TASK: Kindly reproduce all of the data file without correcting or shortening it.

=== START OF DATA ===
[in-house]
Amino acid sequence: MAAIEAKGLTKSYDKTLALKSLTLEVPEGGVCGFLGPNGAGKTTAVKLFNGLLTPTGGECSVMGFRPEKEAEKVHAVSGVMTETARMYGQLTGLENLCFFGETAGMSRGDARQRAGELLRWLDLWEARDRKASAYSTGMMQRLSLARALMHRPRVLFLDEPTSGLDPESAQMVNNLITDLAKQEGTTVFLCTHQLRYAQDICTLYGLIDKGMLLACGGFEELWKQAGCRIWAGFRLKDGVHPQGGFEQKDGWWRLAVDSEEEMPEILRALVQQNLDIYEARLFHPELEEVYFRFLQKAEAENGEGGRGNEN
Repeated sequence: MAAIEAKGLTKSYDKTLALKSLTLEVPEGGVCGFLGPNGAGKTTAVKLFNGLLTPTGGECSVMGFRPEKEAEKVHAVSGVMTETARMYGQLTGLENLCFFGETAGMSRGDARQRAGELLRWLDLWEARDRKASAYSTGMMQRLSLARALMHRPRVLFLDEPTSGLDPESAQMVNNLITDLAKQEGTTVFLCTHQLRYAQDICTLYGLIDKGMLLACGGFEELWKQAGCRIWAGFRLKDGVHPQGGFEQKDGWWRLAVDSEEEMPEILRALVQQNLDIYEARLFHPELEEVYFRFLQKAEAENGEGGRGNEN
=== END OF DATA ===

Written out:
[in-house]
Amino acid sequence: MAAIEAKGLTKSYDKTLALKSLTLEVPEGGVCGFLGPNGAGKTTAVKLFNGLLTPTGGECSVMGFRPEKEAEKVHAVSGVMTETARMYGQLTGLENLCFFGETAGMSRGDARQRAGELLRWLDLWEARDRKASAYSTGMMQRLSLARALMHRPRVLFLDEPTSGLDPESAQMVNNLITDLAKQEGTTVFLCTHQLRYAQDICTLYGLIDKGMLLACGGFEELWKQAGCRIWAGFRLKDGVHPQGGFEQKDGWWRLAVDSEEEMPEILRALVQQNLDIYEARLFHPELEEVYFRFLQKAEAENGEGGRGNEN
Repeated sequence: MAAIEAKGLTKSYDKTLALKSLTLEVPEGGVCGFLGPNGAGKTTAVKLFNGLLTPTGGECSVMGFRPEKEAEKVHAVSGVMTETARMYGQLTGLENLCFFGETAGMSRGDARQRAGELLRWLDLWEARDRKASAYSTGMMQRLSLARALMHRPRVLFLDEPTSGLDPESAQMVNNLITDLAKQEGTTVFLCTHQLRYAQDICTLYGLIDKGMLLACGGFEELWKQAGCRIWAGFRLKDGVHPQGGFEQKDGWWRLAVDSEEEMPEILRALVQQNLDIYEARLFHPELEEVYFRFLQKAEAENGEGGRGNEN